13. This is my second knife and my first one that doesn't look like a third-grader's art project. I bandsawed the rough profile, drilled the holes, cleaned it up with a Dremel, and made the bevels with a belt sander. After heat treatment (edge quench in hot oil, followed by oven temper), I finished it to 200 grit, attached the handle scales with JB Weld and put the pins in. I then sanded the blade to 800 grit and dropped back to 600 for a satin finish, and sanded the handle to 800 grit. After 5 coats of tung oil, I cleaned the handle and applied a coat of MinWax paste wax. Comments and critiques are welcome! Thanks, Minh-Anh Day
  14. I found this on Wiki while researching more things... I don't know if it's been posted before, I couldn't find it after looking through many pages... I thought I'd share it to help people looking for steels. http://en.wikipedia.org/wiki/List_of_blade_materials I also had a question on one of the steels listed... Has anyone had any work experience with 440C or 420 HC stainless? If so; Does sit forge well under a reducing atmo? Does it through or case harden? What is the edge retention like? Thanks for any time taken to help answer what may be very silly questions.
  15. Dear All, I am considering buying some 15N20 and 20C from Nordell knives (www.nordellknives.com). I have tried Aldo, emailing and using the website but for some reason it will not let me select a length for the bundles.... so I can't order any. Furthermore, the postage is cost prohibitive to the UK... My question is, has anyone ordered from Nordell before and such? Just doing a quick check before I part with any well earned cash... Thank you as always for your help and guidance, James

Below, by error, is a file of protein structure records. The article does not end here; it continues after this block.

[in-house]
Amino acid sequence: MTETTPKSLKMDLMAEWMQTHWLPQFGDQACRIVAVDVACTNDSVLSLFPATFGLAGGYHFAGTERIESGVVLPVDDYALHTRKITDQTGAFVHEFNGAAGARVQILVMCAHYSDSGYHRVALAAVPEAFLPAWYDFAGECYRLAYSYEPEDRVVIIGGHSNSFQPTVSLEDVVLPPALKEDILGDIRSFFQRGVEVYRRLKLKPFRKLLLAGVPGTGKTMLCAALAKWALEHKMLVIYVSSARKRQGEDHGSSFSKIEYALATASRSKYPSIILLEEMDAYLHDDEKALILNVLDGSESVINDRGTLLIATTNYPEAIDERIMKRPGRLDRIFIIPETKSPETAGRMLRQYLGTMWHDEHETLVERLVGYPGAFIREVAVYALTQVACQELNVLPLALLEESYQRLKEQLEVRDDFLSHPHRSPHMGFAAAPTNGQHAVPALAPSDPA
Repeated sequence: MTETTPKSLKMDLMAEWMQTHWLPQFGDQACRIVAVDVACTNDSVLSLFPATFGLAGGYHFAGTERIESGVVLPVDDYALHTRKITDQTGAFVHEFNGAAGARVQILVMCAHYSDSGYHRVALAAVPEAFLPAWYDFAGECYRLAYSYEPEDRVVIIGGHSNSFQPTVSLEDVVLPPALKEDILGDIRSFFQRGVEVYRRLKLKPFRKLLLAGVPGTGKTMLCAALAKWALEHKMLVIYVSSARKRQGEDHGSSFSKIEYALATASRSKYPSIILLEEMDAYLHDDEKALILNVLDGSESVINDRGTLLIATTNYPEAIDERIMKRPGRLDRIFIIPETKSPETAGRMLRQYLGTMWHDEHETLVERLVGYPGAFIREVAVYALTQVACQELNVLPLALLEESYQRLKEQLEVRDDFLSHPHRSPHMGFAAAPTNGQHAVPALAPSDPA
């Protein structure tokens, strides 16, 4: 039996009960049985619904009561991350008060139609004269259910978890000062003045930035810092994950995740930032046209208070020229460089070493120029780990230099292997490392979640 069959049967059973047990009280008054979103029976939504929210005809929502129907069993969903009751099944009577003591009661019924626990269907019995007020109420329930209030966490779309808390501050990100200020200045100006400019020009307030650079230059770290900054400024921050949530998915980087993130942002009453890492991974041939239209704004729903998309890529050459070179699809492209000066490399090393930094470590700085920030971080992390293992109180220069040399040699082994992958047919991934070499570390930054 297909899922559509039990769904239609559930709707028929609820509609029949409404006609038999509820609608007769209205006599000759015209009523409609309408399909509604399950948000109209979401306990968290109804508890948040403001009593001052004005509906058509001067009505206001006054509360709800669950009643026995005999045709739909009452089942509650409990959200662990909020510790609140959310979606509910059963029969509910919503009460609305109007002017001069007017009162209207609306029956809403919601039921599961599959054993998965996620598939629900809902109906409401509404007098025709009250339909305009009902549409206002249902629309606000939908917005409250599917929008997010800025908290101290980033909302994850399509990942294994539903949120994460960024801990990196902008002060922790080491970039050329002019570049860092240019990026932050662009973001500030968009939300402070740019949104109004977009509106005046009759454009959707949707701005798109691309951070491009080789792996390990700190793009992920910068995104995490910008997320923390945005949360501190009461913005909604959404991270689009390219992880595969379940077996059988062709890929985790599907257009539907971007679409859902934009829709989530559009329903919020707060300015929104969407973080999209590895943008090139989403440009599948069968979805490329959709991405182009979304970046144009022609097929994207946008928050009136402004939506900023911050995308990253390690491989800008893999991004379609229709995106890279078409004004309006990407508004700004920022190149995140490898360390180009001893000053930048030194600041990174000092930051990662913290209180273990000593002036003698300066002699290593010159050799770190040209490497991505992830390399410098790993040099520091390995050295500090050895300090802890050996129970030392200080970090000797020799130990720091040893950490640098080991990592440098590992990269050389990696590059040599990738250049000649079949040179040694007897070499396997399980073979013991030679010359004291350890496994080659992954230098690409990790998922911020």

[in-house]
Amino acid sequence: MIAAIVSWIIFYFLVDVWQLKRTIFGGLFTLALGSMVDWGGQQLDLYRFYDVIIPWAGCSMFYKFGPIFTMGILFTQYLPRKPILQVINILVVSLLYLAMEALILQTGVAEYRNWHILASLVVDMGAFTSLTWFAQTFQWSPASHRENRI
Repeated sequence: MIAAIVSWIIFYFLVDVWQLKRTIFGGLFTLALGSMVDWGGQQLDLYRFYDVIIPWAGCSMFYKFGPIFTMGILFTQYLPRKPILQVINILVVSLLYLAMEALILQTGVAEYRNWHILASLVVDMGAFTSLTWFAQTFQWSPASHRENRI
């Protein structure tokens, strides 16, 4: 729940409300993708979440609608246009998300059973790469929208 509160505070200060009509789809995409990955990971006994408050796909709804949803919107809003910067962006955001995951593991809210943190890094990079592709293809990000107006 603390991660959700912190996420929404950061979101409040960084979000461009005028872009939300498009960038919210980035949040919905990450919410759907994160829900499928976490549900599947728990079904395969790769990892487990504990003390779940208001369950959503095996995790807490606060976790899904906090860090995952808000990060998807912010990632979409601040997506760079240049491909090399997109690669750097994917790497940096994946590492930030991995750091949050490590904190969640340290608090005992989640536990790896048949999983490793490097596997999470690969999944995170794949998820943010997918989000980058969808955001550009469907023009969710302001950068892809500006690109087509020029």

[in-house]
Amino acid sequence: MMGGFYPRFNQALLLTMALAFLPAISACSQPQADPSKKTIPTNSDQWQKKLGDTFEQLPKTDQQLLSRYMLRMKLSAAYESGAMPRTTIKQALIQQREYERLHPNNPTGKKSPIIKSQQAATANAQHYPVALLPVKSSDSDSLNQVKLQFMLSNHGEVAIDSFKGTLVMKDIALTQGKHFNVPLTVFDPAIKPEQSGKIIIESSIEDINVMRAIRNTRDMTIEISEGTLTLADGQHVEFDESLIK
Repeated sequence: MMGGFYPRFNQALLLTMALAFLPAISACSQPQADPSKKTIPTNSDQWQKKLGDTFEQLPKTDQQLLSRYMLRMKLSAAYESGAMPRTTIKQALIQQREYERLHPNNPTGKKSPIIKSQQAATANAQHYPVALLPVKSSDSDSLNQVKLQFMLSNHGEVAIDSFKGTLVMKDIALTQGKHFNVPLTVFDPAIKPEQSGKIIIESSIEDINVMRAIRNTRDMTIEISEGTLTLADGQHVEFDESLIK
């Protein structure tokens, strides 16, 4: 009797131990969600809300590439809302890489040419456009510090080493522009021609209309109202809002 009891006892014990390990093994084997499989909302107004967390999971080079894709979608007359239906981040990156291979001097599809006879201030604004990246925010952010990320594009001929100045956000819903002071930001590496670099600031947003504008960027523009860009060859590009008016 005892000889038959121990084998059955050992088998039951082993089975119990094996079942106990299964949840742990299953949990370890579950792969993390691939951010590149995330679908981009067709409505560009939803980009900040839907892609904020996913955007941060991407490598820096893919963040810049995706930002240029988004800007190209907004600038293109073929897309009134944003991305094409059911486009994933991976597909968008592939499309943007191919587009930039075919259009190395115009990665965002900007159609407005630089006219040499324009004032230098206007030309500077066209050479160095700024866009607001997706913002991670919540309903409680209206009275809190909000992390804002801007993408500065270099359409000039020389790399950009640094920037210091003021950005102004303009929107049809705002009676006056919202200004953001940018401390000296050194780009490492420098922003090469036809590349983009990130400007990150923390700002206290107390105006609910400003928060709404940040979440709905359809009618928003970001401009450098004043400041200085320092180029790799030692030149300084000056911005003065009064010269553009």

16. My Dad is also a beginning bladesmith, and was up to visit this weekend. He asked me what D2 steel is. What is it?
  17. Probably should have looked to do this a while back, but haven't gotten around to it as I have quite a bit of leaf spring. I'm looking to buy some steel, something I can practice welding with and maybe give a bit of a hamon. After looking around a bit, I'm considering getting a bit of 1084. Is this my best option? Is there another steel that would bring out a good pattern with it? From what I've seen, NJ steel baron seems to be the best place to get it, and I'm astonished by the price. http://newjerseysteelbaron.com/shop/1084/ Thoughts and advice? Thank you all so much, Caleb.
  18. I'd like to try my hand at forge welding (possibly in the form of a hawk) but I'm not sure my forge will get up to heat. The forge I have I built off a tutorial by Chris Anderson and it does get to a bright yellow hot. Thing is, from what I've heard (please correct me if I'm wrong) welding temperature is about 1800 Fahrenheit or so, and I have no idea how to convert color to number. I've seen a couple heat charts, but they seem to vary a bit and I'm not sure which is best. So are there any reliable charts that I can compare to temporarily (that is until I get used to knowing right off the bat what color = what temperature)?
  19. I have started making my first knife today and I am done forging. it is made from an unknown steel that was coated in copper. when It eas quenched it became so hard my file barely scratches it and 120 grit sandpaper won't scratch it. what temperature should I temper it(max 550 F) and will it be easier to file after I temper it?